Attach both ends of your brake line accordingly and bleed them just like you would any other hydraulic brake.
Galfer fitting spec says DO NOT TIGHTEN BANJO BOLT OVER 0.5KG

Now look at your electricals and extend them one at a time if needed.

Check all routing to make sure no cables are making tight turns and that nothing is touching exhaust pipe etc.
I do like to use the zip ties here.
Some times a little heat tape is needed when things are close to the pipe as well.
If it looks like it will get hot, be safe and give it a wrap.
The 8" rule is good here.
With in 8" of pipe needs to be wrapped.

Go back and check your throttle cable adjustment on both oiler and carbs BEFORE starting motor.
Make sure that it goes smoothly from idle to full throttle and back.

There you go, it's done
bar risers, brake line, and throttle cable.

For any electricals,
splice in a piece of wire with butt conectors or solder,
Shrink wrap over that, and wire loom over that.
Do the wires one at a time so as to not cross any wires.


Good tut .......

Don't ask how I know about the pivot bolts
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  #7  
Old 01-26-2009
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1050 one lunger
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how much nicer do the pro taper 1-1/8 bars feel in your hands vs the stock 7/8"?
__________________
If the boner police are here I need a lawyer.

in a time of deciet telling the truth is a revolutionary act. george orwell.

aint no body ripin like me. M to the a-d-c-o-w. rock it hard for my fly ladies. I rock it yes in deed. homies still roll with me. money dont change me


nothing goes like 3 holes.

BRTECH HOODS
high performance engineering
aaen performance
millennium technologies
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  #8  
Old 01-26-2009
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;) You left that out of the story, I'm giving you a B-
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  #9  
Old 01-26-2009
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Quote:
Originally Posted by Madcow View Post
how much nicer do the pro taper 1-1/8 bars feel in your hands vs the stock 7/8"?
They feal the same in your hands because the grip area is still 7/8, they just flex less.
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  #10  
Old 01-26-2009
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hmm, i noticed on the gen 2 that the steering loop and post flex alot, especially with 8" of handle bar lift and 260 lbs leaning on it.
__________________
If the boner police are here I need a lawyer.

in a time of deciet telling the truth is a revolutionary act. george orwell.

aint no body ripin like me. M to the a-d-c-o-w. rock it hard for my fly ladies. I rock it yes in deed. homies still roll with me. money dont change me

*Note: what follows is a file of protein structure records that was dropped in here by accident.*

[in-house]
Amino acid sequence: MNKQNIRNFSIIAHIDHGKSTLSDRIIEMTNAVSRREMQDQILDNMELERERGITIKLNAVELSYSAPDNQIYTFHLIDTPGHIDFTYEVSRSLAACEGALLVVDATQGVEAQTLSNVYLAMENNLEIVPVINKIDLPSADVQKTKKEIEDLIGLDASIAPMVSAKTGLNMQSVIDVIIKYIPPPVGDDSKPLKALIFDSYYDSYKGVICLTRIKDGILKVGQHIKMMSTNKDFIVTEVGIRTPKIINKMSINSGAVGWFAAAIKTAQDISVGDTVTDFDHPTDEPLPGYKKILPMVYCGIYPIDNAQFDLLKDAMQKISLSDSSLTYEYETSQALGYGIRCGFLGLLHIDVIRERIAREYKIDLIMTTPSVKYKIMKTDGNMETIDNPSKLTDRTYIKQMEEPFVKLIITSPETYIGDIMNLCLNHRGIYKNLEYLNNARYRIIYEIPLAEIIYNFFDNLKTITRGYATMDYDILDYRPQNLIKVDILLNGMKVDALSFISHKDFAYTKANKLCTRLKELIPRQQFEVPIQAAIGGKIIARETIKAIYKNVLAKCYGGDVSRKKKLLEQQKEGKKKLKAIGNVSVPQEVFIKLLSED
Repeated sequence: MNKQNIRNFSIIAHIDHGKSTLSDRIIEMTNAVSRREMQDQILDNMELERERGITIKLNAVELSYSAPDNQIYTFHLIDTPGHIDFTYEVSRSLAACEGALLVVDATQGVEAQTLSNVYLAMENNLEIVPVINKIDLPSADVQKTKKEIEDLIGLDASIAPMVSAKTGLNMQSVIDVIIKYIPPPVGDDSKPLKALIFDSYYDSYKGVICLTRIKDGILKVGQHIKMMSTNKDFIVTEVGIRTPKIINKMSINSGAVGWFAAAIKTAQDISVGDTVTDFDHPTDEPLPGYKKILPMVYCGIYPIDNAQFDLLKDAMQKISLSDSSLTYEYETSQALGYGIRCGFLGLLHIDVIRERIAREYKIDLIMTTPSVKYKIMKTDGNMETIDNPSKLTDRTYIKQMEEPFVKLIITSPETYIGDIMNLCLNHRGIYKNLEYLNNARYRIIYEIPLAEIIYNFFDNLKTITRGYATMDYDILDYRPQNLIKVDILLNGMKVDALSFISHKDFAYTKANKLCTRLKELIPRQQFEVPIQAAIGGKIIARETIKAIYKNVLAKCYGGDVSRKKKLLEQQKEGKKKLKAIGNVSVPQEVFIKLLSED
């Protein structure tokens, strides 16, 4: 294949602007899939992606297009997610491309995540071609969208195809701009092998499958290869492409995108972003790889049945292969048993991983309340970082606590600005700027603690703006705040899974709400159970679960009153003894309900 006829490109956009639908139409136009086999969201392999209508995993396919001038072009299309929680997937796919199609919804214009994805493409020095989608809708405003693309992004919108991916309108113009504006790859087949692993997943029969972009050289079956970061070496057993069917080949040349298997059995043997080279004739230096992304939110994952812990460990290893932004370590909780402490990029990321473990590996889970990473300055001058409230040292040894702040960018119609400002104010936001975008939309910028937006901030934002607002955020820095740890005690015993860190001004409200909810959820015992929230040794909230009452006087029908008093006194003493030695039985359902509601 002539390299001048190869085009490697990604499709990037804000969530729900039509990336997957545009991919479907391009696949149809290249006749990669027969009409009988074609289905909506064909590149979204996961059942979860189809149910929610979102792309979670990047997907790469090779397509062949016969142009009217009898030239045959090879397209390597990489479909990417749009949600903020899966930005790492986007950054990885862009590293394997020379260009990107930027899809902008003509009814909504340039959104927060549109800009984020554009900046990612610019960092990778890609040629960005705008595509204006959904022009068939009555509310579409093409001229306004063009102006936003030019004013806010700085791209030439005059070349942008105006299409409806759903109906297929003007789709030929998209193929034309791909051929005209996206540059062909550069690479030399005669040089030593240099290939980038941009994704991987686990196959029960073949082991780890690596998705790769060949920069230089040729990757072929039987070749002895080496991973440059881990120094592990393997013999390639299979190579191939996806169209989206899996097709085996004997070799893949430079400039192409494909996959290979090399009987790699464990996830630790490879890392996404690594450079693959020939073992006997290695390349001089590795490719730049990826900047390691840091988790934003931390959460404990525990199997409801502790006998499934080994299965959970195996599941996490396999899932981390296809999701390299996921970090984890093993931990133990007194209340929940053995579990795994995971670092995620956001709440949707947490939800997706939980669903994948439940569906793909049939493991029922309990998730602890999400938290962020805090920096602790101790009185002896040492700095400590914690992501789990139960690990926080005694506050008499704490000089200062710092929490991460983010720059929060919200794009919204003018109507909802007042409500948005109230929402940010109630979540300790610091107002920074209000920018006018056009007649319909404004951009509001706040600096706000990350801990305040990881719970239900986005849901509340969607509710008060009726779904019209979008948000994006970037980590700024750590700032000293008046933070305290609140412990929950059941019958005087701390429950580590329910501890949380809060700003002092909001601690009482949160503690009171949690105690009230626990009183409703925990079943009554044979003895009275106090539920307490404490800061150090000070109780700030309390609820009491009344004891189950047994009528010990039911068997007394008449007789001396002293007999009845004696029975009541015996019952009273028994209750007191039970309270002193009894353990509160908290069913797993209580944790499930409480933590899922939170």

nothing goes like 3 holes.

BRTECH HOODS
high performance engineering
aaen performance
millennium technologies
Reply With Quote
  #11  
Old 01-26-2009
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Vertical_Escape
825 Union Bay - Go West
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Default

8" riser puts a shitload of stress on steering shaft. I noticed the shaft flexing a little on the Escape with new 6" riser. But it lays over much easier
__________________
Scars heal,
Glory fades,
All we're left with are the Memories we made.



Snow Cover US
Snowmobile Alliance of Western States Cutting Through Deceptions and Perceptions To Protect YOUR RIGHT To Ride.
BlueRibbon Coalition Preserving Our Natural Resource FOR The People Instead of FROM The People


http://www.mtn-paradise.com



Quote:
Democracy is two wolves and a lamb voting on what to have for dinner.
Liberty is a well-armed lamb contesting the vote.
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  #12  
Old 01-27-2009
crdude
Local 495 willow billyS
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Quote:
Originally Posted by Madcow View Post
hmm, i noticed on the gen 2 that the steering loop and post flex alot, especially with 8" of handle bar lift and 260 lbs leaning on it.
8" risers on a gen2 will lead to this.. even with my reinforced steering post..


needless to say, I was pissed.
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  #13  
Old 01-27-2009
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The Gen 2 post sucks in general.
I've had good luck with filling them with fiberglass resin.
Just mix it up with a little less hardener.
From there, I highly suggest a stronger stearing post because accidents will happen and sleds will get rolled.

Like all things, when the sled is rolled, they can bend and break.
I'm replacing the post on my wife's Edge now because she found a bad place to get bounced off of her sled.
It came to a very fast stop at the bottom of the hill in the trees.
In this case, it's the post (soon to be a Wild Child post) tub, hood, both left radius rods, trailing arm, left side shock god sheared in half, upper shock mount, etc. etc.
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  #14  
Old 02-03-2009
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The gen 2 post:
Here:
http://snowest.com/forum/showthread.php?t=119437